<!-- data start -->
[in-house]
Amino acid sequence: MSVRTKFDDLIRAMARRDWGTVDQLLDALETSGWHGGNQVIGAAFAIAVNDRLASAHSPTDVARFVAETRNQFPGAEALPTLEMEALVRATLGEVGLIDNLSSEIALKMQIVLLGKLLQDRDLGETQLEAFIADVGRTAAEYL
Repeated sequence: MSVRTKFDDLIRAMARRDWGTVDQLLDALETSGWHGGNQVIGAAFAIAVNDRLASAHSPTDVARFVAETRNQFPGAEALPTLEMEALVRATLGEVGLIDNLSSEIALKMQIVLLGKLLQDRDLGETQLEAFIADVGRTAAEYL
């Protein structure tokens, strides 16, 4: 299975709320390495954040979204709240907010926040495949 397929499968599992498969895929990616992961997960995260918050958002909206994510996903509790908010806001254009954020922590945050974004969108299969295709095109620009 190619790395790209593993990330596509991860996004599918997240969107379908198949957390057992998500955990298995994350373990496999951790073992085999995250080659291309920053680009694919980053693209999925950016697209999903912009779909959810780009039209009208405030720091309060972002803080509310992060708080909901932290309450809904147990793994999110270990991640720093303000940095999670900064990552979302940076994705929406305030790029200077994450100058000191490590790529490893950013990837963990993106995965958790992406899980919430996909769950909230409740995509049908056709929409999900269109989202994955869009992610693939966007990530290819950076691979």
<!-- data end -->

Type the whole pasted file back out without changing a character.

[in-house]
Amino acid sequence: MSVRTKFDDLIRAMARRDWGTVDQLLDALETSGWHGGNQVIGAAFAIAVNDRLASAHSPTDVARFVAETRNQFPGAEALPTLEMEALVRATLGEVGLIDNLSSEIALKMQIVLLGKLLQDRDLGETQLEAFIADVGRTAAEYL
Repeated sequence: MSVRTKFDDLIRAMARRDWGTVDQLLDALETSGWHGGNQVIGAAFAIAVNDRLASAHSPTDVARFVAETRNQFPGAEALPTLEMEALVRATLGEVGLIDNLSSEIALKMQIVLLGKLLQDRDLGETQLEAFIADVGRTAAEYL
């Protein structure tokens, strides 16, 4: 299975709320390495954040979204709240907010926040495949 397929499968599992498969895929990616992961997960995260918050958002909206994510996903509790908010806001254009954020922590945050974004969108299969295709095109620009 190619790395790209593993990330596509991860996004599918997240969107379908198949957390057992998500955990298995994350373990496999951790073992085999995250080659291309920053680009694919980053693209999925950016697209999903912009779909959810780009039209009208405030720091309060972002803080509310992060708080909901932290309450809904147990793994999110270990991640720093303000940095999670900064990552979302940076994705929406305030790029200077994450100058000191490590790529490893950013990837963990993106995965958790992406899980919430996909769950909230409740995509049908056709929409999900269109989202994955869009992610693939966007990530290819950076691979």